Lakhpat Fort

Lakhpat town was an important coastal trade node in the 18th century. At the mouth of the Kori creek, the large fort walls still offer testimony to a short but glorious past. One can climb the fort rampart, the only remaining structure of the fort, and look over at the placid sea. This spot is particularly stunning at sunset. Within the fort walls, also lies a 16th century gurdwara. It is believed that Guru Nanak stopped here twice during his second (1506–1513) and fourth (1519–1521) missionary journey called Udasis. The gurdwara is a soothing spot for travellers. The soft hymns play constantly in the background, as travellers visit the ancient Sikh place of worship to see relics like wooden footwear, palkhi (palanquin), manuscripts and markings of two important heads of Udasi sect.

The remnants of the Lakhpat fort are reminders of the spot being a thriving trading a spot. More than 200 years old, the ramparts still keep the Arabian Ocean at bay. It is said that the fort is named after Rao Lakha, who ruled in Sindh about the middle of the thirteenth century. It was the 1800s where most political changes happened in this small town, changing the hands of the town from Fateh Muhammad, who enlarged the walls to Mohim Miyam, who was the commander of the fort. It fell to ruins through the century, as trade depleted, and the people in the town migrated to fairer pastures.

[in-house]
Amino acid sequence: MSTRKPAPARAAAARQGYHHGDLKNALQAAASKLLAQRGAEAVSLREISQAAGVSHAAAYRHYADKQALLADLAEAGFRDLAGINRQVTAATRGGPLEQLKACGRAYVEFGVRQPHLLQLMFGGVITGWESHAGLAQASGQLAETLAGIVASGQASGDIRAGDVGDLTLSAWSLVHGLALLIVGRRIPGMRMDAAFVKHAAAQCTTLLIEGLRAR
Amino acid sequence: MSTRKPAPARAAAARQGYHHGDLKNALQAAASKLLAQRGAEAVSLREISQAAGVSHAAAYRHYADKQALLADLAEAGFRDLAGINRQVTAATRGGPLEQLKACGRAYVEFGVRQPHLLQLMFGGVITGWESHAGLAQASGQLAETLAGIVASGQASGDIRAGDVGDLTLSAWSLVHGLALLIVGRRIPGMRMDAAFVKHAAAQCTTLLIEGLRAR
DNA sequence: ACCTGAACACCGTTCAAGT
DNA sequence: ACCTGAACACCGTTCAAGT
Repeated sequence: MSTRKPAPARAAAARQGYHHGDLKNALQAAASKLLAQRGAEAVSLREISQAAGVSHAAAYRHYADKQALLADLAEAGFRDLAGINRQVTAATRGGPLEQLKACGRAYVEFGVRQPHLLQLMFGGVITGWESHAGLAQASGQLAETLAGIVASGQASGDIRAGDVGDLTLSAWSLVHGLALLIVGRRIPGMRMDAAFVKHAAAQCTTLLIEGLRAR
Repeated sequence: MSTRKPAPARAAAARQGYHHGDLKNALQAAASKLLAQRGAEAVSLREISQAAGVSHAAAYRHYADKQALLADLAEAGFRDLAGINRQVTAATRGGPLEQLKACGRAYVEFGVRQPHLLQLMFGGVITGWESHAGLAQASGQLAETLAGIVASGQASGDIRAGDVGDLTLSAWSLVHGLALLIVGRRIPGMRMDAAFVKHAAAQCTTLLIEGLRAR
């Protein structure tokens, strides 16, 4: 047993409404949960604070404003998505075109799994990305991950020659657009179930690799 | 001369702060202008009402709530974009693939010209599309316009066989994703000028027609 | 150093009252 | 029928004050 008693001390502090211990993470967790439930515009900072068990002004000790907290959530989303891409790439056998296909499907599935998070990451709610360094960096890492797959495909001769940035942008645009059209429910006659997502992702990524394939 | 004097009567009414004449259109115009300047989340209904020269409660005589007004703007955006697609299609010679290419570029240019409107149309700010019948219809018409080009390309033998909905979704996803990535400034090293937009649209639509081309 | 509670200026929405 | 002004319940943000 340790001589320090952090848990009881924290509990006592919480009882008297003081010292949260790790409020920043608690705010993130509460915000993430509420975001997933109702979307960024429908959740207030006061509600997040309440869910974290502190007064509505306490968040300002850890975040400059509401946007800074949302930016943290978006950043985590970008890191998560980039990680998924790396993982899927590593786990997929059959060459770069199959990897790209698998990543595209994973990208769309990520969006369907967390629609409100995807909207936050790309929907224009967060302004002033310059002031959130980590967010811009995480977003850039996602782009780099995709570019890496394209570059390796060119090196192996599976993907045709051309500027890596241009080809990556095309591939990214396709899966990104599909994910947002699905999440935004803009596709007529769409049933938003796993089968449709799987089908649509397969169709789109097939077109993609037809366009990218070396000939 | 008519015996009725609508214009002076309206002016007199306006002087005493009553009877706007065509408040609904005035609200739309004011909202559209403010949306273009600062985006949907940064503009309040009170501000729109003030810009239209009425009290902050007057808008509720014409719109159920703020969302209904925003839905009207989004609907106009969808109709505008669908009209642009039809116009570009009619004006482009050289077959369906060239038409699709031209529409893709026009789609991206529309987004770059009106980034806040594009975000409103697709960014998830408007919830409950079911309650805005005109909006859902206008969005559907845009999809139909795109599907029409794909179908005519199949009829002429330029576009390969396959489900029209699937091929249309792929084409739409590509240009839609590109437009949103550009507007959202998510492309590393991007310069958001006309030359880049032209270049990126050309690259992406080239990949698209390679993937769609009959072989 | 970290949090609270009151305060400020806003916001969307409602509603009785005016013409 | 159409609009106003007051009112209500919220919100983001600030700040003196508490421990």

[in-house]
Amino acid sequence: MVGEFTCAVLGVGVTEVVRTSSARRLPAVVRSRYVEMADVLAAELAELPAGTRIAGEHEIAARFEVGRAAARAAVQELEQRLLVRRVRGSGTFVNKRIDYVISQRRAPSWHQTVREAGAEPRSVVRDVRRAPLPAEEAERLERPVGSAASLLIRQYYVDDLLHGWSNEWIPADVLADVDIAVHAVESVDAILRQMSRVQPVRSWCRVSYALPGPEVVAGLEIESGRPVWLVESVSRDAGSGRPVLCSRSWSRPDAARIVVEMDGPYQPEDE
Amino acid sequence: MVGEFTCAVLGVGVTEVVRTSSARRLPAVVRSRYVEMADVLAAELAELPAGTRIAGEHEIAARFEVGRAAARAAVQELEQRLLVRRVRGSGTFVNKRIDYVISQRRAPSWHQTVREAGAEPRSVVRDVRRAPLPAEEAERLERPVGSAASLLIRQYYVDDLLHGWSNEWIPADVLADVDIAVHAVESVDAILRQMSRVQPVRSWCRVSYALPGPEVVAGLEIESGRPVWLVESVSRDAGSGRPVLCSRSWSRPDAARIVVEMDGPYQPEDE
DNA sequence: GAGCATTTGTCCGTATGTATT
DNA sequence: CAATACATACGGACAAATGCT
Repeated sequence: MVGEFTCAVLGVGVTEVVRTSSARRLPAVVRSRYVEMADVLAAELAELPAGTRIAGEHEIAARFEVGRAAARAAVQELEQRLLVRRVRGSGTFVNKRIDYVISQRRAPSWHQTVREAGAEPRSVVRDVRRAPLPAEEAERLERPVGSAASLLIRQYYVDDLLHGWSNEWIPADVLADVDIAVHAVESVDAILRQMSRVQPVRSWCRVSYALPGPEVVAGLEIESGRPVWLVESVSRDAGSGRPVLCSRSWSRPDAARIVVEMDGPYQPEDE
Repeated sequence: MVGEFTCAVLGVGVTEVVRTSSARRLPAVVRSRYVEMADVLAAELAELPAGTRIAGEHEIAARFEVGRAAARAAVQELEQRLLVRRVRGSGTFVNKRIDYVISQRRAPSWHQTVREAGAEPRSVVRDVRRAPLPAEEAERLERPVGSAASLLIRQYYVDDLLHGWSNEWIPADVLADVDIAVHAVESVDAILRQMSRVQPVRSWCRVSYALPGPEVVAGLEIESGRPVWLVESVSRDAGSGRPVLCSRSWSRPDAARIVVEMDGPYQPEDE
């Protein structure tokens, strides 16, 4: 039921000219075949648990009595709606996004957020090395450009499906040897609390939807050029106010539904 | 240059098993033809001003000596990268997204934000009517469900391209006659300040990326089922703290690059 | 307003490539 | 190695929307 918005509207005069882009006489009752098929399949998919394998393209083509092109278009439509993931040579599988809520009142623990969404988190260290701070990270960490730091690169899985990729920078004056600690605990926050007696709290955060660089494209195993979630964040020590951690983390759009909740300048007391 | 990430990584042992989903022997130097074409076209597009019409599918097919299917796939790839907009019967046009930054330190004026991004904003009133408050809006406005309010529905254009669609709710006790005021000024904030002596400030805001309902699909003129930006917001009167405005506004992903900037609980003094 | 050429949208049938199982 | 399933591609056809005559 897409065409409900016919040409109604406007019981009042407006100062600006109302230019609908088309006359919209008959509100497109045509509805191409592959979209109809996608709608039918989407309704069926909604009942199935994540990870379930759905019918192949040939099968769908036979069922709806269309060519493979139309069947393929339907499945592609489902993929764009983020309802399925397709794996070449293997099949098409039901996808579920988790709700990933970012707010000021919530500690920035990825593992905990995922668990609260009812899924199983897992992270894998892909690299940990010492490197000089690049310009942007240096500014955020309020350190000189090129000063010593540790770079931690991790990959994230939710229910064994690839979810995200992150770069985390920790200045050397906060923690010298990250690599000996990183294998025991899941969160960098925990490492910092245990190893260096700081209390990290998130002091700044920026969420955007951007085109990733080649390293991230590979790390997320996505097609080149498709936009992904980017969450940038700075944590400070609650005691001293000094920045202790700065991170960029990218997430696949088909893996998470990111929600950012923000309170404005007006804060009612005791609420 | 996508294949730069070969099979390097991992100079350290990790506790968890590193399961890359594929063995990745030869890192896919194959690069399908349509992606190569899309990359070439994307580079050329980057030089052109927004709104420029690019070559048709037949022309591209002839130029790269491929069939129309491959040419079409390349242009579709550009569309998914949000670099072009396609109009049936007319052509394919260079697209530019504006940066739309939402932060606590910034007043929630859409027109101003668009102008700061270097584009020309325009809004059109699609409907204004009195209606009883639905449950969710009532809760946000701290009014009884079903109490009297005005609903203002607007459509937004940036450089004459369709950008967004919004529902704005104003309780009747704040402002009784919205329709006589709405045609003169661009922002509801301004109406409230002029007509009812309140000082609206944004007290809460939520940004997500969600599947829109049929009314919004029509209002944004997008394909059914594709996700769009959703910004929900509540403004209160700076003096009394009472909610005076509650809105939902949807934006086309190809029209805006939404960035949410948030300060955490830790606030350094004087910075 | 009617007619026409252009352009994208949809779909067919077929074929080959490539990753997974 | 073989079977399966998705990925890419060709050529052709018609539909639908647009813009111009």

Brief History: The remnants of the Lakhpat fort are reminders of the spot being a thriving trading a spot. More than 200 years old, the ramparts still keep the Arabian Ocean at bay. It is said that the fort is named after Rao Lakha, who ruled in Sindh about the middle of the thirteenth century. It was the 1800s where most political changes happened in this small town, changing the hands of the town from Fateh Muhammad, who enlarged the walls to Mohim Miyam, who was the commander of the fort. It fell to ruins through the century, as trade depleted, and the people in the town migrated to fairer pastures.

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